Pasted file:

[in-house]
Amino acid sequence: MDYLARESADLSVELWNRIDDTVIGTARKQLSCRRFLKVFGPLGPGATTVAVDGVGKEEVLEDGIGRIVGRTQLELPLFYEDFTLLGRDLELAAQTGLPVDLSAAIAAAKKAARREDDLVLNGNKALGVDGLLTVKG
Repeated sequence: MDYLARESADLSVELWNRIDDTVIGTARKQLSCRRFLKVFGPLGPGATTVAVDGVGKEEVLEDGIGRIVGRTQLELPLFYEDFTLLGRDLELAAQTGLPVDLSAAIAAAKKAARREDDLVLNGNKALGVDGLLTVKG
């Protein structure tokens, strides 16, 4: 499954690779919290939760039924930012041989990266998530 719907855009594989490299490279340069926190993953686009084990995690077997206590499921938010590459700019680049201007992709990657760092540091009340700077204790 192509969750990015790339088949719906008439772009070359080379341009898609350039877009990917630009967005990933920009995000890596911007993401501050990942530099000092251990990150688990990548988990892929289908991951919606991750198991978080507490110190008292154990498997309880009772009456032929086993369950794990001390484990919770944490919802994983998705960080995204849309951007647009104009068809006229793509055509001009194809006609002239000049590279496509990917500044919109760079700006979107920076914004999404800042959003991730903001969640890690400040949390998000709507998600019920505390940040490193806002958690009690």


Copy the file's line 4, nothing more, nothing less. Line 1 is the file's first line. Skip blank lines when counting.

């Protein structure tokens, strides 16, 4: 499954690779919290939760039924930012041989990266998530 719907855009594989490299490279340069926190993953686009084990995690077997206590499921938010590459700019680049201007992709990657760092540091009340700077204790 192509969750990015790339088949719906008439772009070359080379341009898609350039877009990917630009967005990933920009995000890596911007993401501050990942530099000092251990990150688990990548988990892929289908991951919606991750198991978080507490110190008292154990498997309880009772009456032929086993369950794990001390484990919770944490919802994983998705960080995204849309951007647009104009068809006229793509055509001009194809006609002239000049590279496509990917500044919109760079700006979107920076914004999404800042959003991730903001969640890690400040949390998000709507998600019920505390940040490193806002958690009690």